The autonomic nervous system, for students of physiology and of pharmacology
Read Online
Share

The autonomic nervous system, for students of physiology and of pharmacology by Joshua Harold Burns

  • 896 Want to read
  • ·
  • 12 Currently reading

Published by Blackwell Scientific Pub. in Oxford .
Written in English


Book details:

Edition Notes

Includes bibliographical references.

The Physical Object
Paginationviii, 120 p.
Number of Pages120
ID Numbers
Open LibraryOL25265518M

Download The autonomic nervous system, for students of physiology and of pharmacology

PDF EPUB FB2 MOBI RTF

The autonomic nervous system is made up of pathways of neurons that control various organ systems inside the body, using many diverse chemicals and signals to maintain homeostasis. It divides into the sympathetic and parasympathetic systems. The sympathetic component is better known as “fight or flight” and the parasympathetic component as “rest and digest.”Author: Tyler LeBouef, Lacey Whited.   J ; 38 (6) Book Reviews. Essentials of Autonomic Function. The Autonomic Nervous System Fundamental Concepts from Anatomy, Physiology, Pharmacology and Neuroscience for Students and Professionals in the Health Author: Barry E. Levin. The Primer on the Autonomic Nervous System presents, in a readable and accessible format, key information about how the autonomic nervous system controls the body, particularly in response to stress. It represents the largest collection of world-wide autonomic nervous system authorities ever assembled in one book. It is especially suitable for students, scientists and physicians seeking key 5/5(5). Autonomic Nervous System: Physiology and Pharmacology Loreta Grecu Key Points The autonomic nervous system (ANS) includes that part of the central and peripheral nervous system concerned with involuntary regulation of cardiac muscle, smooth muscle, glandular and visceral functions. The sympathetic and parasympathetic nervous systems (SNS, PNS) affect cardiac pump function in .

Despite the physiological relevance of the ANS, most neuroscience textbooks offer very limited coverage of this portion of the nervous system. This review article provides both historical and current information about the anatomy, physiology, and pharmacology of Cited by: somatic nerves that innervate voluntary skeletal muscle are not part of the autonomic system, but will be discussed in the final lecture. The autonomic nervous system consists of two large divisions (Figure 1): ∑ sympathetic (thoracolumbar) outflow, and ∑ parasympathetic (craniosacral) outflow. Overview of the Anatomy, Physiology, and Pharmacology of the Autonomic Nervous System. Comprised of the sympathetic nervous system, parasympathetic nervous system, and enteric nervous system, the autonomic nervous system (ANS) provides the neural control of all parts of the body except for skeletal muscles. be discussed. Autonomic Nervous System – Basic and Clinical Aspects is a comprehensive text intended for medical students and health professionals who are interested in a deeper approach to this important part of the nervous system/5(2).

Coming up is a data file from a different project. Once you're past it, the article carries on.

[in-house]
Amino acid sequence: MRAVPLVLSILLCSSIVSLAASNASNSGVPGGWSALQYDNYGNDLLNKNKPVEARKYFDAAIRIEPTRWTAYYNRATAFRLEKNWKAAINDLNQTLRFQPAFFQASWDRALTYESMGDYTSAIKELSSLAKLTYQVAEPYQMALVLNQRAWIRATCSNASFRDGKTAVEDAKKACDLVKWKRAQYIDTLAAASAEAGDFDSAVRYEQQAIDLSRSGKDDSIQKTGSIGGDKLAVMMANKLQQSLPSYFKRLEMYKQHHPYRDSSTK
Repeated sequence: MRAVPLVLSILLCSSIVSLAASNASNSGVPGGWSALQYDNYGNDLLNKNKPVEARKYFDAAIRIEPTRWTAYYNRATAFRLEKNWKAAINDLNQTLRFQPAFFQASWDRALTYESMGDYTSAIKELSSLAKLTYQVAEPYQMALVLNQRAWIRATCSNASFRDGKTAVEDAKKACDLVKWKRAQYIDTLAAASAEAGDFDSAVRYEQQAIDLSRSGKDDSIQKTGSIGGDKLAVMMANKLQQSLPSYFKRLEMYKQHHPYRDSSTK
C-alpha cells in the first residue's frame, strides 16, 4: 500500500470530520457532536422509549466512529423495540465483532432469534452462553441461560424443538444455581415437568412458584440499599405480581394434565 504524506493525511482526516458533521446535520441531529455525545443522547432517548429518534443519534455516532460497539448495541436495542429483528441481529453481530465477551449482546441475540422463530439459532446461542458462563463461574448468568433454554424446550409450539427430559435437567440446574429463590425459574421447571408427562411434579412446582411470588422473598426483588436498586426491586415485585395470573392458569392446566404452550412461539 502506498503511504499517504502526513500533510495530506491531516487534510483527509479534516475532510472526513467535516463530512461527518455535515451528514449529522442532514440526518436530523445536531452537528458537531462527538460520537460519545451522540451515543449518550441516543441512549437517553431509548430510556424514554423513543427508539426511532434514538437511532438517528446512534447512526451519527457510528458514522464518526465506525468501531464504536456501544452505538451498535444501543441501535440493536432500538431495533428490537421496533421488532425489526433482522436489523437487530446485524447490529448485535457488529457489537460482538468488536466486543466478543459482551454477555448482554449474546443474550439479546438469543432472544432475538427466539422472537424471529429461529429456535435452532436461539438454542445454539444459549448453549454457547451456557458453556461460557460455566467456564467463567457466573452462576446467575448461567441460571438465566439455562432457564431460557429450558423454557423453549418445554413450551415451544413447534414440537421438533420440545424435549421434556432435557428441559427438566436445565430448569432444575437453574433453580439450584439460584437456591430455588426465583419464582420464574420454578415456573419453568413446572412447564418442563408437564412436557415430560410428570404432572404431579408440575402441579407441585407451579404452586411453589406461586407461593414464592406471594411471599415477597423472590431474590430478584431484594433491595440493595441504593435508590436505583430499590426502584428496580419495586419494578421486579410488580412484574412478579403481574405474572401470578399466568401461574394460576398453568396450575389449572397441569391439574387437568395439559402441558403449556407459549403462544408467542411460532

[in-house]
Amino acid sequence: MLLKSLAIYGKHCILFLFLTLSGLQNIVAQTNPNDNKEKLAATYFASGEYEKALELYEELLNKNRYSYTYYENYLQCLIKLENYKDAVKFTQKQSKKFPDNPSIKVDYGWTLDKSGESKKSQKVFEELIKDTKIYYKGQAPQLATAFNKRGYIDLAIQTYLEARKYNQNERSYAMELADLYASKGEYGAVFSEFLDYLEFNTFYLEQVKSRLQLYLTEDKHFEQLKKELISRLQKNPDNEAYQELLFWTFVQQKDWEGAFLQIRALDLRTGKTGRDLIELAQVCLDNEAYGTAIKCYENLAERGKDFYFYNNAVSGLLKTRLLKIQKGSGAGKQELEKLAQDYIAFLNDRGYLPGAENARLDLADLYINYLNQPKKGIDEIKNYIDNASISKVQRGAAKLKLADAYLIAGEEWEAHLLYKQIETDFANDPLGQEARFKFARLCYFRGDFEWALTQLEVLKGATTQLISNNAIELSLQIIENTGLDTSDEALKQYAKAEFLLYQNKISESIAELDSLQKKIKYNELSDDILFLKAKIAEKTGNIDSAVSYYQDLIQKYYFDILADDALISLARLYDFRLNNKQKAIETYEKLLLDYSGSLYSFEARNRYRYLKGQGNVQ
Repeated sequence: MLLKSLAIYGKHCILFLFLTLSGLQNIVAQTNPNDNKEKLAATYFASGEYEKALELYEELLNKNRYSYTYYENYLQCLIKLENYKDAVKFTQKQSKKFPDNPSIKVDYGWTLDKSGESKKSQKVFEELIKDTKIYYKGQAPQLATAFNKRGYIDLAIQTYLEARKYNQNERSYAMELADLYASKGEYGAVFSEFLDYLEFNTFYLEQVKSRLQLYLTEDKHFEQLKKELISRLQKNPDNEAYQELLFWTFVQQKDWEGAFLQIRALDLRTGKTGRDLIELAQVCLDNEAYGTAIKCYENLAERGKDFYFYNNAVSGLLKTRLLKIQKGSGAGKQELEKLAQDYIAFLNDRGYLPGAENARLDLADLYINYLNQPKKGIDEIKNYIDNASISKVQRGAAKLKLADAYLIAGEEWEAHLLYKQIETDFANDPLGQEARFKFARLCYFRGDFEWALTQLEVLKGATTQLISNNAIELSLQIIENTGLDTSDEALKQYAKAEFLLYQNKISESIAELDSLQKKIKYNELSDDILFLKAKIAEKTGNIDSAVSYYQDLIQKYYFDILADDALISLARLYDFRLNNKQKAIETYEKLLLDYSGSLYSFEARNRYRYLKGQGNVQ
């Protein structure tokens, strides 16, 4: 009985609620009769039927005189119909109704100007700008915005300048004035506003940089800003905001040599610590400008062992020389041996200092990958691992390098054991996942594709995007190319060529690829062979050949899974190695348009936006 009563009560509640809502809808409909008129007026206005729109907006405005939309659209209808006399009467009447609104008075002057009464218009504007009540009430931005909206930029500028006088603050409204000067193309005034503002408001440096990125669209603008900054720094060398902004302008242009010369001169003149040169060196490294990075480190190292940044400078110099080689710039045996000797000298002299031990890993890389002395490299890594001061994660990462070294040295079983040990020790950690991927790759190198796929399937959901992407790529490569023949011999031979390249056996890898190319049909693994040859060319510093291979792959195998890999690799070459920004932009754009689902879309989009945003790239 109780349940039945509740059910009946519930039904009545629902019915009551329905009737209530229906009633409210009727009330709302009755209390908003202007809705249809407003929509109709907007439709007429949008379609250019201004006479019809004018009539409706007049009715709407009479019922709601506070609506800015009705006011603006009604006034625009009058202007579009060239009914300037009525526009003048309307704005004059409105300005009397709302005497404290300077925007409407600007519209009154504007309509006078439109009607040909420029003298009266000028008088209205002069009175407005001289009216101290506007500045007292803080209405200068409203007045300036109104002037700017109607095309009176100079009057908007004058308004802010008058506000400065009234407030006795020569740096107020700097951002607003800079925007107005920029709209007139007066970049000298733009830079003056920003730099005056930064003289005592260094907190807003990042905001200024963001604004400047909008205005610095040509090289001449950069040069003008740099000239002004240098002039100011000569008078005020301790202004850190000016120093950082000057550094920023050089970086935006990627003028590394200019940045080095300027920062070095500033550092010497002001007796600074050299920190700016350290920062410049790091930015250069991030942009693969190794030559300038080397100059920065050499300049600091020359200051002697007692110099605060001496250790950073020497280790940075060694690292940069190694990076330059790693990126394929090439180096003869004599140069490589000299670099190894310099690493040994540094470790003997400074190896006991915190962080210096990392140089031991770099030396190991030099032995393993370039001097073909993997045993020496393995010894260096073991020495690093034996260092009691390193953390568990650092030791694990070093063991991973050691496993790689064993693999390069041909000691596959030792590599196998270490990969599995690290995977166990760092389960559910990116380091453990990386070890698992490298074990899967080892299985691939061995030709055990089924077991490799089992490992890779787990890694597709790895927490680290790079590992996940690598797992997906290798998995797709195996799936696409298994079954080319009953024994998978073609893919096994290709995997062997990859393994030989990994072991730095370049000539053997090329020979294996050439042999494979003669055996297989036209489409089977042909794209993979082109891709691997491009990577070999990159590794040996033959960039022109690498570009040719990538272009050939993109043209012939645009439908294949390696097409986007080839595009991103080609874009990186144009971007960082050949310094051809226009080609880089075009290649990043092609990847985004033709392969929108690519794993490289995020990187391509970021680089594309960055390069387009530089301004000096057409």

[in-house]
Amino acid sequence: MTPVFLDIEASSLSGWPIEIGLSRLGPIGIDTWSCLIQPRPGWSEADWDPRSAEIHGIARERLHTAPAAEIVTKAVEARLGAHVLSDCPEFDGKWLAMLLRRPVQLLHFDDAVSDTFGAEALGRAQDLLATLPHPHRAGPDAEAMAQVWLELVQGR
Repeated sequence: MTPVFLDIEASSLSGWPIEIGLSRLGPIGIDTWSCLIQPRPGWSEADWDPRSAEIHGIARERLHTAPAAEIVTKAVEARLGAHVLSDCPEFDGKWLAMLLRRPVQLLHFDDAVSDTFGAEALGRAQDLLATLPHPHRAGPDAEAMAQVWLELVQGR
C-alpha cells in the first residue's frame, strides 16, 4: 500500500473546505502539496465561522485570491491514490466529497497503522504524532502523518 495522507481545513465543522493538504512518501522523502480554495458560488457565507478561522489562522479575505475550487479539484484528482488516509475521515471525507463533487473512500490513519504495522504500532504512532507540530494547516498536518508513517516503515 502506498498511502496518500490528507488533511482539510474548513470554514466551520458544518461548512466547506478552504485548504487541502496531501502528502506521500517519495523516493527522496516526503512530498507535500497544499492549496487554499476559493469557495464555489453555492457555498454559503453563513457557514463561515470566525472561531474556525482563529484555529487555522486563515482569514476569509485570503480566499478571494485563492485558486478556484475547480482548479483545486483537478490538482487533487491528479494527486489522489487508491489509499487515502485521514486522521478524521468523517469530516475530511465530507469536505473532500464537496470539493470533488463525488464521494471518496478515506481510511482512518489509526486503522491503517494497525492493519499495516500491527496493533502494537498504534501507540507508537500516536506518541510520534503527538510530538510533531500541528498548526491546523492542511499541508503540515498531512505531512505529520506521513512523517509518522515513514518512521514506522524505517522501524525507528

This manuscript discusses the physiology of the autonomic nervous system (ANS). The following topics are presented: regulation of activity; efferent pathways; sympathetic and parasympathetic divisions; neurotransmitters, their receptors and the termination of their activity; functions of the ANS; and the adrenal by:   Physiology. Specific functional circuits for: blood pressure, heart, thermoregulation, genitourinary, gastrointestinal and effectors of the eyes. Neurotransmission: autonomic ganglia, sympathetic and parasympathetic neurotransmission. Autonomic pharmacology: drugs affecting adrenergic and cholinergic function. Adverse effects of drugs on ANS Cited by: 1. This overview of autonomic pharmacology describes the anatomy, physiology and pharmacology of the autonomic involuntary nervous system. Covering the diverse group of drugs acting on the autonomous nervous system, their actions are reviewed together with their clinical uses, side effects, interactions and subcellular mechanisms of action. Get this from a library! The autonomic nervous system, for students of physiology and of pharmacology.. [J Harold Burn].